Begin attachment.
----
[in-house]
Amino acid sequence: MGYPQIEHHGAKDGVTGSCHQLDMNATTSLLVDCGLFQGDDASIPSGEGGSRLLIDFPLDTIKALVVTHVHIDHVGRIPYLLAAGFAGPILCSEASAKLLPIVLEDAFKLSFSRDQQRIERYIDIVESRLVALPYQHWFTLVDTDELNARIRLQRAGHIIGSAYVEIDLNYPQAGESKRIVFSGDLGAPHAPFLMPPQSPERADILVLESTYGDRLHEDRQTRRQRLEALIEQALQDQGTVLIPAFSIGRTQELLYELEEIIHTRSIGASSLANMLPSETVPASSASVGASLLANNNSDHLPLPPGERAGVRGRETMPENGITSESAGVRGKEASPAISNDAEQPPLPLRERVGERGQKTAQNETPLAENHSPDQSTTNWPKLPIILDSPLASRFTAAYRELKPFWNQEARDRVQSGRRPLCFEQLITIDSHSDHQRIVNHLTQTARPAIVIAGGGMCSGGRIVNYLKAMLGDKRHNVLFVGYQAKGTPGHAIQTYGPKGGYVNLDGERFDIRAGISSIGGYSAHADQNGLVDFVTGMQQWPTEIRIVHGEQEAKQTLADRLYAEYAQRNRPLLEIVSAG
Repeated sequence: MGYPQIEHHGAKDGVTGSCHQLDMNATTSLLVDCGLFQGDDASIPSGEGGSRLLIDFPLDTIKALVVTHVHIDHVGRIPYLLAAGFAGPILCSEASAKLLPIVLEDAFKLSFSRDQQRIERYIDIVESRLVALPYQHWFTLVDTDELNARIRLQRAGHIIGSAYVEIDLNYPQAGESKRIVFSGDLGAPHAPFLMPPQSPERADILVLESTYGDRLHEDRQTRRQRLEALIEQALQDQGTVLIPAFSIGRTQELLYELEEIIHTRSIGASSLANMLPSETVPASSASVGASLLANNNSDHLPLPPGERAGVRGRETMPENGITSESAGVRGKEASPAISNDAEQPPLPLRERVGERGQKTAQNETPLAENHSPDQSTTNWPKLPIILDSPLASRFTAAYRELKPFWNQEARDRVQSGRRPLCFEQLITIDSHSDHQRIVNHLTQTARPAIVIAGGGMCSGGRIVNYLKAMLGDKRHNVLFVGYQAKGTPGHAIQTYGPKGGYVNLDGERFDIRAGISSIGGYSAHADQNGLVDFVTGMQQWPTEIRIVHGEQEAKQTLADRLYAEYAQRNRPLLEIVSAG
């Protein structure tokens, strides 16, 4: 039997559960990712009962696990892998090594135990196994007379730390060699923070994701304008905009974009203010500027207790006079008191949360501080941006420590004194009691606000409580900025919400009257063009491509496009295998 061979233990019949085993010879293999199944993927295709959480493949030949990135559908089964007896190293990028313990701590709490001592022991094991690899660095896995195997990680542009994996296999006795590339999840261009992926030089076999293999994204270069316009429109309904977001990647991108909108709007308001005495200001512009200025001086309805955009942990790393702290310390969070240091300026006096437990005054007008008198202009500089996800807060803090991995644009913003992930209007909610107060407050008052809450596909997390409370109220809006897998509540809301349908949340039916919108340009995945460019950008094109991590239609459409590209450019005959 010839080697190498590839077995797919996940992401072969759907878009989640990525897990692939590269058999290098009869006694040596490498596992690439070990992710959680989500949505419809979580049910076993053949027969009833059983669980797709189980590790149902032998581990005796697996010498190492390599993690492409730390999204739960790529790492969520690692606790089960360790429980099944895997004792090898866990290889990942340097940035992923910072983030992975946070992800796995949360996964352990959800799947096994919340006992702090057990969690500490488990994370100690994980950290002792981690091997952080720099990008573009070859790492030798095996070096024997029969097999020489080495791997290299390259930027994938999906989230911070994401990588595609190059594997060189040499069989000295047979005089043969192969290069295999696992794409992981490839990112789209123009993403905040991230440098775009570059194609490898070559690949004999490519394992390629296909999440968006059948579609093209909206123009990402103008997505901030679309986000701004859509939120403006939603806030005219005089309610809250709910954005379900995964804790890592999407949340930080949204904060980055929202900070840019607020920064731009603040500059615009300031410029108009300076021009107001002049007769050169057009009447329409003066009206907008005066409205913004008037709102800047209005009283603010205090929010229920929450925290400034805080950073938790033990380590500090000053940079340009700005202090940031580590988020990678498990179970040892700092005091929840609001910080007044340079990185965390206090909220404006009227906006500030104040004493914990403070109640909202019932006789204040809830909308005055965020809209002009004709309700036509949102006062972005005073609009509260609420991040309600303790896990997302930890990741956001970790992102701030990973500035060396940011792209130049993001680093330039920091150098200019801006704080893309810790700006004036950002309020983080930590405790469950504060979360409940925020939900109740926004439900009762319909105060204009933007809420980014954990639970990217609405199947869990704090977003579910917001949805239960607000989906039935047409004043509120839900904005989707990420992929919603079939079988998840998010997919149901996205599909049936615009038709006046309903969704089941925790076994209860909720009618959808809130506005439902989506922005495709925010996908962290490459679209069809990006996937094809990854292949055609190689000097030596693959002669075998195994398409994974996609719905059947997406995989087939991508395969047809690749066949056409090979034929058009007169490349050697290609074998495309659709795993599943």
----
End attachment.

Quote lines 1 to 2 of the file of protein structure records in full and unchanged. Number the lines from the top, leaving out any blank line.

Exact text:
[in-house]
Amino acid sequence: MGYPQIEHHGAKDGVTGSCHQLDMNATTSLLVDCGLFQGDDASIPSGEGGSRLLIDFPLDTIKALVVTHVHIDHVGRIPYLLAAGFAGPILCSEASAKLLPIVLEDAFKLSFSRDQQRIERYIDIVESRLVALPYQHWFTLVDTDELNARIRLQRAGHIIGSAYVEIDLNYPQAGESKRIVFSGDLGAPHAPFLMPPQSPERADILVLESTYGDRLHEDRQTRRQRLEALIEQALQDQGTVLIPAFSIGRTQELLYELEEIIHTRSIGASSLANMLPSETVPASSASVGASLLANNNSDHLPLPPGERAGVRGRETMPENGITSESAGVRGKEASPAISNDAEQPPLPLRERVGERGQKTAQNETPLAENHSPDQSTTNWPKLPIILDSPLASRFTAAYRELKPFWNQEARDRVQSGRRPLCFEQLITIDSHSDHQRIVNHLTQTARPAIVIAGGGMCSGGRIVNYLKAMLGDKRHNVLFVGYQAKGTPGHAIQTYGPKGGYVNLDGERFDIRAGISSIGGYSAHADQNGLVDFVTGMQQWPTEIRIVHGEQEAKQTLADRLYAEYAQRNRPLLEIVSAG